Gas Leak at Chinese Nuclear Facility, ‘Not Crisis Level’, Says US

·2 min read

A nuclear power plant in Taishan, China, raised concerns after the facility’s French part-owner was apprised of a gas leak at one of the power station’s reactors and called a meeting with its Chinese partner over the issue.

The French-owned energy firm EDF subsidiary Framatome warned the United States Department of Energy an “imminent radiological threat”, following which the US government spent a week taking stock of the leak report, CNN reported.

Framatome approached the US for a waiver, seeking assistance as the official Chinese agency continued to increase its limits on the ‘acceptable’ quantity of gas emissions from the facility without shutting it down, CNN further stated.

The report noted that despite the perturbing notification, the Biden administration evaluated that the facility was not yet at a “crisis level” and does not present a “severe security threat” to the plant workers or Chinese citizens.

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What Happened

According to the EDF, noble gasses such as xenon and krypton were accumulated in the cooling system of the plant's reactor number 1, BBC reported.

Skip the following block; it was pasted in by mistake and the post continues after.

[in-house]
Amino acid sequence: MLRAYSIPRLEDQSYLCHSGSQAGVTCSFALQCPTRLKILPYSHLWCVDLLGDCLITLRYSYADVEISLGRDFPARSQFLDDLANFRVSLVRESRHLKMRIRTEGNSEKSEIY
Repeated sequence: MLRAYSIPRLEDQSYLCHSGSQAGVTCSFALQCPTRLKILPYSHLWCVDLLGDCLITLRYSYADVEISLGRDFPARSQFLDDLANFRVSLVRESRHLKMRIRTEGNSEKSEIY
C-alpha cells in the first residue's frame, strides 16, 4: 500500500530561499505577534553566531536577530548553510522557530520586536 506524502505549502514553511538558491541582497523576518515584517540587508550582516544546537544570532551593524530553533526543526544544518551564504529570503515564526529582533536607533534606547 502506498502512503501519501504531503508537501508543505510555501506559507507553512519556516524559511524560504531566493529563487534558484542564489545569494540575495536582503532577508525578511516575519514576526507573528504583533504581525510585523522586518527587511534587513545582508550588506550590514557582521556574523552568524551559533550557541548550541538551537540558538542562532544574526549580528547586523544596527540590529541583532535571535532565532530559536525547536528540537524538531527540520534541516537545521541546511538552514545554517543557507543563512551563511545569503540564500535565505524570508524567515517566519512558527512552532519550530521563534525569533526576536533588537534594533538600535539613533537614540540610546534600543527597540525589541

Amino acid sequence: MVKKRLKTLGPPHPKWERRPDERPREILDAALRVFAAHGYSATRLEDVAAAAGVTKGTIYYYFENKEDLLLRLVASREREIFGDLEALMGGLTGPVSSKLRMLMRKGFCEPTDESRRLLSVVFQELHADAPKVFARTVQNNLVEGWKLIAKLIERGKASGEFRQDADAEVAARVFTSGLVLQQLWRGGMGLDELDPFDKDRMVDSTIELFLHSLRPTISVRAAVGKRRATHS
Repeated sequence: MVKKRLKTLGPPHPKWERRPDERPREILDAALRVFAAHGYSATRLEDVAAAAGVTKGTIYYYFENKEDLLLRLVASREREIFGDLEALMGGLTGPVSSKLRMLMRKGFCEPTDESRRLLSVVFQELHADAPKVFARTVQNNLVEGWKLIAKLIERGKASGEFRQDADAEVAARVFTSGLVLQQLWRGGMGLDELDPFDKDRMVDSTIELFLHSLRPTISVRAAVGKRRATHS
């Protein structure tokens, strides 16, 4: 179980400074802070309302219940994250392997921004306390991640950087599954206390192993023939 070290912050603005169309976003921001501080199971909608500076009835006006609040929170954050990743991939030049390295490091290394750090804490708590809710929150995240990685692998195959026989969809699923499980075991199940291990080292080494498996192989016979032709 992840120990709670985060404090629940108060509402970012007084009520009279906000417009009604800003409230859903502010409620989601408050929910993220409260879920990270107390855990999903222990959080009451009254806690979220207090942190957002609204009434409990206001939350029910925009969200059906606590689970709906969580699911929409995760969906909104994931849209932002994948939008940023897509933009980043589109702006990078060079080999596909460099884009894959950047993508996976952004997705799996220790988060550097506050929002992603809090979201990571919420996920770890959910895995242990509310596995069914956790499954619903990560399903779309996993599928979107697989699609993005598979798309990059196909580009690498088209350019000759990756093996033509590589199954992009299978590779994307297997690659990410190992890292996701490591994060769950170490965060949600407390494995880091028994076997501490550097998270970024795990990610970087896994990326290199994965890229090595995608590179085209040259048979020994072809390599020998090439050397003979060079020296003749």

Following this, they underwent treatment before being released into the atmosphere in "accordance with regulations".

"We are not talking about contamination, we are talking about controlled emissions," an unnamed source told news agency AFP. The spokesperson told AFP that the gas leaked after the coating on some of the fuel rods deteriorated.

Fuel rods refer to sealed metal tubes, which hold material that fuel the nuclear reactor.

United Nations’ International Atomic Energy Agency (IAEA) announced that there was "no indication that a radiological incident had occurred,” BBC reported.

The US government declined to elaborate on the assessment undertaken by its officials but stated that it is bound by nuclear treaties to make the Chinese public aware of any potential threat.

A source spoke to CNN stating that while US officials do not consider the leak to be “crisis level”, they acknowledge it is increasing and needs monitoring.

(With inputs from CNN, BBC, AFP)

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